Our pizzas were terrific.  The thin crust, light sauce and cheese allowed my spicy sausage (they offered three types of sausage), to shine.  My husband's Buffalo Chicken signature pizza was dotted with spicy tomato and buffalo sauce, mozzarella, grilled chicken, blue cheese crumbles, celery and homemade ranch dressing.  This too, could become my new favorite.  I also want to mention that menu is not expensive.  My pizza was $7.99 and the Buffalo Chicken was $8.99.  We could have easily split a pizza and it would have been enough for a meal.

The question that I posed at the beginning of this blog, "what would make Uncle Maddio's different" without a doubt centers on the owner, David Moulton.  

A former Domino's guy, this whirling-dervish-uber-passionate gentleman was a

delight to speak with.  He explained in detail that what makes his restaurant different is "everything is made with love".  

David believes 3 things will make Uncle Maddio’s successful:
  • Great food
  • Fair prices
  • Great service
David will also do anything to make his customers happy.  Customer first came to mind as he was speaking.

Everything at Uncle Maddio’s is made in house, dough, sauce, you name it they make, chop, shred, and slice it there.  There are only a couple of items (ciabatta rolls as an example) that are NOT made in house.  They make everything by hand.  There are no freezers or microwaves.  

In a day and age where many things in "chain restaurants" revolve around speed and ease of execution, Uncle Maddio's is "old school", which is refreshing. It also shows in the quality of their products. 

David has already given back quite a bit to the community but is offering something very special on this Saturday, February 14th.  From 11:00 a.m. To 2:00 p.m. David will give a way free pizzas to any/all customers in line.  “No strings attached".  You don't have to buy a beverage, cookie or salad, (although it would be nice if you did…), he just wants to meet his customers and give folks a chance to try his great food.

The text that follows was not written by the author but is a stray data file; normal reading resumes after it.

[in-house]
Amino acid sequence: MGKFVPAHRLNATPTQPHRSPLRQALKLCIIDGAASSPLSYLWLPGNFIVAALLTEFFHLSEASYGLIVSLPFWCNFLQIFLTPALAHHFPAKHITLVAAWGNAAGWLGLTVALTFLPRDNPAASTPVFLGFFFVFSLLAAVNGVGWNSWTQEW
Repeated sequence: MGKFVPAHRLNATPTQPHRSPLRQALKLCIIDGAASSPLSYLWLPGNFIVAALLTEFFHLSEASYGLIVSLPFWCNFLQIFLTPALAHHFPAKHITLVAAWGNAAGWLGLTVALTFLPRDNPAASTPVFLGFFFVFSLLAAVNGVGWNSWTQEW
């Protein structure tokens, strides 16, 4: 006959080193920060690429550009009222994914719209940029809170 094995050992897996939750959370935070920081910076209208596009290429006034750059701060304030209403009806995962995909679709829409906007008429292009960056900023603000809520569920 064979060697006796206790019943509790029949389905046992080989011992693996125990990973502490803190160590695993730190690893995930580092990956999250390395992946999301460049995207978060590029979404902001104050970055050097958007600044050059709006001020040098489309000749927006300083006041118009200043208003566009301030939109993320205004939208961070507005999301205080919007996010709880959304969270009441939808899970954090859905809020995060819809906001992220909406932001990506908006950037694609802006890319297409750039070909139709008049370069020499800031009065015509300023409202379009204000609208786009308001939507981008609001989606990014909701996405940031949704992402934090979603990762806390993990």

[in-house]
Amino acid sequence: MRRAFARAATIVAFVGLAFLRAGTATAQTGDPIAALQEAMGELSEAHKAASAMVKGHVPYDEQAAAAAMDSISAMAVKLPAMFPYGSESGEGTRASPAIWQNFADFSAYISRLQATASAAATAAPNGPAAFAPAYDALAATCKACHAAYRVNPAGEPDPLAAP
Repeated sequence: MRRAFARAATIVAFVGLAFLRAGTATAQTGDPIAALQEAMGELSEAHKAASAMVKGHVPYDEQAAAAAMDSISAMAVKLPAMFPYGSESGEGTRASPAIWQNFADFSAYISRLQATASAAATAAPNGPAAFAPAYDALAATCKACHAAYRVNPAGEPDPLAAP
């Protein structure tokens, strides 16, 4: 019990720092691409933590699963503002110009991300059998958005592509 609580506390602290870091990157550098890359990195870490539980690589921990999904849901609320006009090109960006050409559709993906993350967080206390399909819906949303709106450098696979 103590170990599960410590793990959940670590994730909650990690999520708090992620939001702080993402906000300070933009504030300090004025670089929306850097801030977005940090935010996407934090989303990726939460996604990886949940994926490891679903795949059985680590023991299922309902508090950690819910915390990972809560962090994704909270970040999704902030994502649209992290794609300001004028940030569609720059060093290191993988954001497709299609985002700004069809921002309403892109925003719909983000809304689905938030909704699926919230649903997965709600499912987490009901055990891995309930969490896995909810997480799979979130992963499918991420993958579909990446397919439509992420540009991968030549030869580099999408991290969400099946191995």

Although we might not visit on Saturday, Uncle Maddio's Pizza Joint might be a nice place to take your valentine!

We gave Uncle Maddio’s 5 plates and highly recommend you give them a try the next time you’re in Town Center.
Uncle Maddio's Pizza Shack on Urbanspoon

Tuesday, December 2, 2014

SOL Partners with Lowcountry Orphan Relief to Give Back this Holiday Season

SOL Southwest Kitchen & Tequila Bar’s Kitchen Karma program is raising money for local children now through January 5

After reaching their goal of raising $10,000 for local charities within their first year in business, SOL Southwest Kitchen & Tequila Bar looks to a second year of fundraising with its newest Kitchen Karma partnership. Now through January 5, SOL is partnering with Lowcountry Orphan Relief, a local charity organization that provides services and aid to meet the needs of Lowcountry children identified as at-risk or suffering from abandonment, abuse and/or neglect.

“Giving back is part of our mission,” said David Clark, owner of SOL, “and we’re honored to have the opportunity to work with our customers to help raise money for local kids who need our support.”

SOL raises these funds through its Kitchen Karma program where the restaurant pairs up with a local charity to raise funds for that organization for a period of about six to eight weeks. With this program, SOL chooses a featured dish and a featured cocktail and donates $1 from every featured item purchased at SOL within that fundraising period. The featured items for the Lowcountry Orphan Relief partnership include the Cranberry Spiced Margarita and Christmas Chimichanga. The Cranberry Spiced Margarita is made with classic holiday flavors, including fresh cranberry, cinnamon, all spice, clove, and tequila, with a lime sugar rim. The Christmas Chimichanga received its name from the red and green chile sauces used to make the dish.

For more information on SOL Southwest Kitchen & Tequila Bar and the Kitchen Karma program, please visit, or find us on Facebook at SOL Mt. Pleasant. For more information about SOL’s current partnering charity organization, Lowcountry Orphan Relief, visit